Goldman Sachs has reduced it’s Gross Domestic Product (GDP) growth expectations for New Zealand, citing recent weakness in business confidence.
The investment bank has also pushed out its Official Cash Rate (OCR) forecast by nine months and is expecting interest rates to be at 3% by 2021.
Goldman is one of many forecasters that has revised its economic predictions following the Reserve Bank’s “stridently dovish” Monetary Policy Statement (MPS) earlier this month.
In a note, Goldman says it has trimmed its 2018 GDP growth forecast to 2.7%, down 0.2% on the “expectation that the recent softening in NZ business surveys will partly filter through to the hard activity data.”
This is, however, 0.2% higher than the Reserve Bank’s own forecasts for 2018.
The note says while historical experience cautions against overstating the economic pass-through of low business confidence during periods of Labour-led Governments, Goldman’s Current Activity Indicator has slowed materially, year-to-date, from 3% to 2.4%.
Despite this, it is cautioning against “overstating the longevity” of the loss of economic momentum that triggered the Reserve Bank’s dovish shift.
“We think it is quite reasonable to expect economic momentum to rebound in [the second half of] 2018 as several temporary headwinds to growth fade.”
These headwinds include adverse weather conditions, with high levels of rain earlier this year playing a part in softer construction outcomes, as well as a drop in net exports, the note says.
Looking ahead, Goldman says the lower Kiwi dollar will continue to support growth and the Government’s fiscal stimulus package will also contribute to higher GDP growth.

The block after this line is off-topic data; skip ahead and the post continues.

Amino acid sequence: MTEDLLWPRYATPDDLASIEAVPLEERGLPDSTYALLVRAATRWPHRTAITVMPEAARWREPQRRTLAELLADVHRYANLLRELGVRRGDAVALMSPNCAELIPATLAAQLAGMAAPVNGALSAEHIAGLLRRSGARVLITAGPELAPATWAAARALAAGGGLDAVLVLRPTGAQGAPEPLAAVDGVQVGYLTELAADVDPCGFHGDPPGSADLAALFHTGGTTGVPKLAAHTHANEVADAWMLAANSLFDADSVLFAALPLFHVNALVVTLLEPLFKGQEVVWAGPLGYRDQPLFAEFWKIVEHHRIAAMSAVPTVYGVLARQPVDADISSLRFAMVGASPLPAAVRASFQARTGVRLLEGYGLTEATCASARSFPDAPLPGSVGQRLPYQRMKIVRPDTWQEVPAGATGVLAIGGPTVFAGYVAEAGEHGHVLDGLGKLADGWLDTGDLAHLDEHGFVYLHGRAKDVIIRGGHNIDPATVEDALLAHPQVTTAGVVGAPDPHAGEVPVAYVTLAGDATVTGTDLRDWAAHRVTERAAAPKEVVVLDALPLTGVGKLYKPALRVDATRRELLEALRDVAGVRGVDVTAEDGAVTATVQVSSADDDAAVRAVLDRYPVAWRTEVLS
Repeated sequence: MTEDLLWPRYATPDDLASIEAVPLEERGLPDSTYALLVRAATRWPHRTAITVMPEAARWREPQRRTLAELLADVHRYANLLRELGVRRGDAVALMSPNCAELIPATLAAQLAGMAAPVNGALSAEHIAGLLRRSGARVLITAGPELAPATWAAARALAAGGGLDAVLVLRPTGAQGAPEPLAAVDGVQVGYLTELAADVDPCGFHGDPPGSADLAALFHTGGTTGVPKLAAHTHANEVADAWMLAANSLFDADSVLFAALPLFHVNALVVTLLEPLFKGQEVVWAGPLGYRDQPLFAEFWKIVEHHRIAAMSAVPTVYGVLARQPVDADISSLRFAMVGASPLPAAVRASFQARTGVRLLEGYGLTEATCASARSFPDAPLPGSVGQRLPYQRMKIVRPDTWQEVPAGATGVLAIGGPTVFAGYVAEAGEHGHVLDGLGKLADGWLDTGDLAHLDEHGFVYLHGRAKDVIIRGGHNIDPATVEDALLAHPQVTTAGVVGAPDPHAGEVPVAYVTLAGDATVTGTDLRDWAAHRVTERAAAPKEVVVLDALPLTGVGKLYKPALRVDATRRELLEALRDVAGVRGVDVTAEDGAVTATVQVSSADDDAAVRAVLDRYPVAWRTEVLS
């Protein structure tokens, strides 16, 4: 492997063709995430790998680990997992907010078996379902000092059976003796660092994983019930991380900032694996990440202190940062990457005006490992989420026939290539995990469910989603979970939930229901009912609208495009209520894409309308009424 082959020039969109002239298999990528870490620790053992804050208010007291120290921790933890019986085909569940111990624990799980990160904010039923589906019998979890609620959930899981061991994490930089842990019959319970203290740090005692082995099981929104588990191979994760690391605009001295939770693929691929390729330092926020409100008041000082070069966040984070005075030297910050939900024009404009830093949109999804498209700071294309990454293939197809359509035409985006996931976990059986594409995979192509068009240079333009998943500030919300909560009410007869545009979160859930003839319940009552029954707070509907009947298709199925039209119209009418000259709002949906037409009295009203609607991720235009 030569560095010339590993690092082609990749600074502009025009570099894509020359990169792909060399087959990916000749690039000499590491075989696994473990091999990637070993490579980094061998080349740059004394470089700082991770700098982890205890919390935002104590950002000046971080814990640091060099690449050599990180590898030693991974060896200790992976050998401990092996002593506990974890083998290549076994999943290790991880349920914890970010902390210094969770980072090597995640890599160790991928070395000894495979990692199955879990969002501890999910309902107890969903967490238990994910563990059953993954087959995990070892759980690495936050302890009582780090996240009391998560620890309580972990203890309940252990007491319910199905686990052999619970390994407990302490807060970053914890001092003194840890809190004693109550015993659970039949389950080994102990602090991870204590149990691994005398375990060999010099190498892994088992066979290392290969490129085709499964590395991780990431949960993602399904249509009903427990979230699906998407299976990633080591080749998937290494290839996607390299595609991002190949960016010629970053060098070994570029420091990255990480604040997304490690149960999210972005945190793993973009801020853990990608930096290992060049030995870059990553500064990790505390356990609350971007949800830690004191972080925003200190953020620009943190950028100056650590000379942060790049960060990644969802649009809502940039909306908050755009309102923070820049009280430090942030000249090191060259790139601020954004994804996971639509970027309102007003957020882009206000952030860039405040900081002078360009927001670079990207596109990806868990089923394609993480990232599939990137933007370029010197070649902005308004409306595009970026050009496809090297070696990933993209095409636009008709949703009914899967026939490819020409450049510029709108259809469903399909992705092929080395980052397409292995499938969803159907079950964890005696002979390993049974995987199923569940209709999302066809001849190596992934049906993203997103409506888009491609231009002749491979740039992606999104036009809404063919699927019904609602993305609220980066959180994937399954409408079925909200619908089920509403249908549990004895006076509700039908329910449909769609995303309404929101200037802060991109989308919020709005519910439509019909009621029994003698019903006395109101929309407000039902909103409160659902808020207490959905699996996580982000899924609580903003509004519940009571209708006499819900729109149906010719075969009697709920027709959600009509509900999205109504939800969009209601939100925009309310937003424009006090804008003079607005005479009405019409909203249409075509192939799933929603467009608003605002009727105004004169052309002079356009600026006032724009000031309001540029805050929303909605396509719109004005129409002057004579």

OCR at 3% by 2021
It is also pushing out its expectations for an OCR hike, but not as far as the Reserve Bank is anticipating.
Last month, Goldman was expecting the OCR to be increased in February next year. At the time, it was the most hawkish forecaster in the market.
It is now not expecting an increase until November 2019 – the Reserve Bank is forecasting the next OCR move to be in September 2020.
Beyond that, the investment bank is expecting the OCR to rise to 3% by the end of 2021.
“Even if part of this shift is possibly a near-term strategy to keep downward pressure on the NZ dollar, it is clear that the Reserve Bank under Governor Orr will have great patience before lifting rates from record lows.
“We cannot ignore the strength of this new forward guidance over the coming year or so – and this is the primary reason for pushing-back our forecast start to the Reserve Bank’s tightening cycle.”
But Goldman does acknowledge there is some risk that the Reserve Bank will cut the OCR.
Goldman says that risk will become more pronounced if there is further deterioration of global financial conditions and any unforeseen negative impacts from Mycoplasma Bovis.